Their sheer size alone is a case study in scale. Over 250 million customers visit one of 11,000 Wal-Mart stores in 27 countries each week. That means that 1/3 of the U.S. population crosses the threshold of a Wal-Mart store every single week. They have 2.2 million employees and, with 1.3 million just in the U.S., they are the largest private corporation in the U.S. and Canada. How in the world could you expect anything more than assembly line treatment that is focused on speed of service with a mechanical greeting?

I did a morning keynote in Albany, NY and was en route to the Albany Airport. I asked the taxi driver to take me to Crossgates Commons shopping center located a few miles from the airport. It happens to have the largest Wal-Mart in the U.S. covering over quarter million square feet. I must admit I was looking for “I shopped there once” bragging rights. I picked up a pair of men’s socks and headed for the cash register. With only one item I was able to get in the “10 items or less” speedier checkout line.

“How are you today?” the clerk asked as she looked me straight in the eye and warmly smiled. As she was ringing up my single item, I responded, “I’m terrific, and you?” As soon as I opened my mouth her head titled sideways like she had just received a great gift she did not expect. She slowly shook her head from side to side. “Oh, I love your accent,” she swooned, “It makes me miss my grandmamma in Fort Worth.” When I thanked her, she warmly said, “I hope you will come back to see us again…just, so I can listen to you talk.”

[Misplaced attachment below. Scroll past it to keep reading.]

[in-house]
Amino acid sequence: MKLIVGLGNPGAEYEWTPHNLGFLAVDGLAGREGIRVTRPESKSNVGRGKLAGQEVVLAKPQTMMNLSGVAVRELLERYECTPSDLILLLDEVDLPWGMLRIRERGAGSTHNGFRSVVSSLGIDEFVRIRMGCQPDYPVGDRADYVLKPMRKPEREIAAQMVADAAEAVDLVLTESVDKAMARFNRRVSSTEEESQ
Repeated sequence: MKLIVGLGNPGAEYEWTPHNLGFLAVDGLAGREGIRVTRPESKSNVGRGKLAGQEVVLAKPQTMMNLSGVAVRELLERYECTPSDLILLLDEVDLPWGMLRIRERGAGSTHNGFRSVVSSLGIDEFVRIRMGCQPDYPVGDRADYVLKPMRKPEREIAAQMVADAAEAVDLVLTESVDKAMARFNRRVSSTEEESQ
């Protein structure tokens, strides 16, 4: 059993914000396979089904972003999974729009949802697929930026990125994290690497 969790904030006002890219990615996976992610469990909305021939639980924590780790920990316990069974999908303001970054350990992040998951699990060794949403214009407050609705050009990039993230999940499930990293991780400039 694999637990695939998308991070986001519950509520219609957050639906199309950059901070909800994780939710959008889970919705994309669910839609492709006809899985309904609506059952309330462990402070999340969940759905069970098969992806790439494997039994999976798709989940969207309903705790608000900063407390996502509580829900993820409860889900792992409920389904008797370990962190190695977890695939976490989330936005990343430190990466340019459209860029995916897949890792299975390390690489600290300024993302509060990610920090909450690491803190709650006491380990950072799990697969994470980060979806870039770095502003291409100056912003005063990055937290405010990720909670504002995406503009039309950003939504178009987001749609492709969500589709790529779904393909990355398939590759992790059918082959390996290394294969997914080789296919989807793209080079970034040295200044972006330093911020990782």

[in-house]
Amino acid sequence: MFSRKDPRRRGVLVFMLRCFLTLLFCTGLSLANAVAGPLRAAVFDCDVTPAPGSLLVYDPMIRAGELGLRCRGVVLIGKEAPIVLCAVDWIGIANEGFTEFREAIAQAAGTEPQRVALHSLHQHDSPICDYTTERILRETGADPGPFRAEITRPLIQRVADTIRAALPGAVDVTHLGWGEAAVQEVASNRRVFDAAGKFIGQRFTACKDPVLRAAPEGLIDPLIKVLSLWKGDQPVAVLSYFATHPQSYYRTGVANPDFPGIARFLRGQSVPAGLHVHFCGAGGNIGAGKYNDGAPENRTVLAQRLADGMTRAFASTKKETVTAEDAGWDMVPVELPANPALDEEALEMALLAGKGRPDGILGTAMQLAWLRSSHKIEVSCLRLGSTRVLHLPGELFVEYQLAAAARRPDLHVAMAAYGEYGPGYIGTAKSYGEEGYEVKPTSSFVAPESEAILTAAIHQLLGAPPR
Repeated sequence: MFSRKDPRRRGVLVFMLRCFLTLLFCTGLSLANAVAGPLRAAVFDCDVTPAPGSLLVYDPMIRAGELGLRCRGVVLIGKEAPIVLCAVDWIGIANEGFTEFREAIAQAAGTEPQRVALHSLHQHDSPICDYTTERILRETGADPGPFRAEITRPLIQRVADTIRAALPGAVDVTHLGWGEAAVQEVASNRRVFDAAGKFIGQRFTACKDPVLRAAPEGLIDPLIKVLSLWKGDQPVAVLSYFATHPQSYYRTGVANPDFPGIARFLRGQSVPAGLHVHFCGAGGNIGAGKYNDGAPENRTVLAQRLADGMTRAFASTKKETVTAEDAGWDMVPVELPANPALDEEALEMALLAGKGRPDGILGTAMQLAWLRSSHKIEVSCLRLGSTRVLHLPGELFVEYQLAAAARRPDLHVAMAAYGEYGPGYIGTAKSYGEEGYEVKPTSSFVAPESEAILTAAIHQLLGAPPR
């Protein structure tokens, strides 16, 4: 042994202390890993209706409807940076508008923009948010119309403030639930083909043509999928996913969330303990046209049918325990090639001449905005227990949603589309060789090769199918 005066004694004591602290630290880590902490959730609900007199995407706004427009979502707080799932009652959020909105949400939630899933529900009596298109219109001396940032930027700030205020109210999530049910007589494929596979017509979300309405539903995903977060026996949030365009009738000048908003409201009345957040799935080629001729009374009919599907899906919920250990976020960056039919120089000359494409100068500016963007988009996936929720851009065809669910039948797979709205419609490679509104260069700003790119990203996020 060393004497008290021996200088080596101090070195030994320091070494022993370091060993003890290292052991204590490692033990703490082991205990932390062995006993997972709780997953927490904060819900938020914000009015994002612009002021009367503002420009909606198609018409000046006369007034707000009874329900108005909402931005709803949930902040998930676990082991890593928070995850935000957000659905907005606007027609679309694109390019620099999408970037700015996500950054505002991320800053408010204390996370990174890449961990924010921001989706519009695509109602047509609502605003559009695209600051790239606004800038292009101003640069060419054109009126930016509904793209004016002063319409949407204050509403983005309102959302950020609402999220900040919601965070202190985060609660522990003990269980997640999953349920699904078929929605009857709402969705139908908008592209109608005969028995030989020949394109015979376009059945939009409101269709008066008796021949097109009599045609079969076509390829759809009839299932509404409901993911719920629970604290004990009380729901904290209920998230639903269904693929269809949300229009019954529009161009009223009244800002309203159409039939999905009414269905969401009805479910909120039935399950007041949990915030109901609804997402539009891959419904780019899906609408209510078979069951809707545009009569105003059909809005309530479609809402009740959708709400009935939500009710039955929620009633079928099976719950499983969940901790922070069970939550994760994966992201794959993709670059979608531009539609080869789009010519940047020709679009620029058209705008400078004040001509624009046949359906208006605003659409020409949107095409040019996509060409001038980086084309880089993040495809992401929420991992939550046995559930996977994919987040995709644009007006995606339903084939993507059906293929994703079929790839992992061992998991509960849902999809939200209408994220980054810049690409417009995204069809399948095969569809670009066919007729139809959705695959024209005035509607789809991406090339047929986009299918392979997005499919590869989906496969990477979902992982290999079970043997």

There was no script in her dialogue, no ritual in her manner, and no too-hurried in her service. She was just a neighbor serving a neighbor. She could have been the desk clerk at a Ritz-Carlton hotel or the contact center operator at Zappos. I left for my waiting taxi feeling I had received a personalized encounter unlike the customer behind me or the one that came before me.

Monogrammed literally means your unique initials. It is a metaphor of a personalized experience that connects in a fashion that makes a customer feel distinctive and special. It is the opposite of one size fits all. And, that afternoon in the country’s biggest Wal-Mart, one of over a million employees made me feel special without sacrificing one single ounce of the economies of scale that give big boxes their efficiencies and extra deep discounts. You can have it both ways!

Photo Credit: Ron Dauphin via Flickr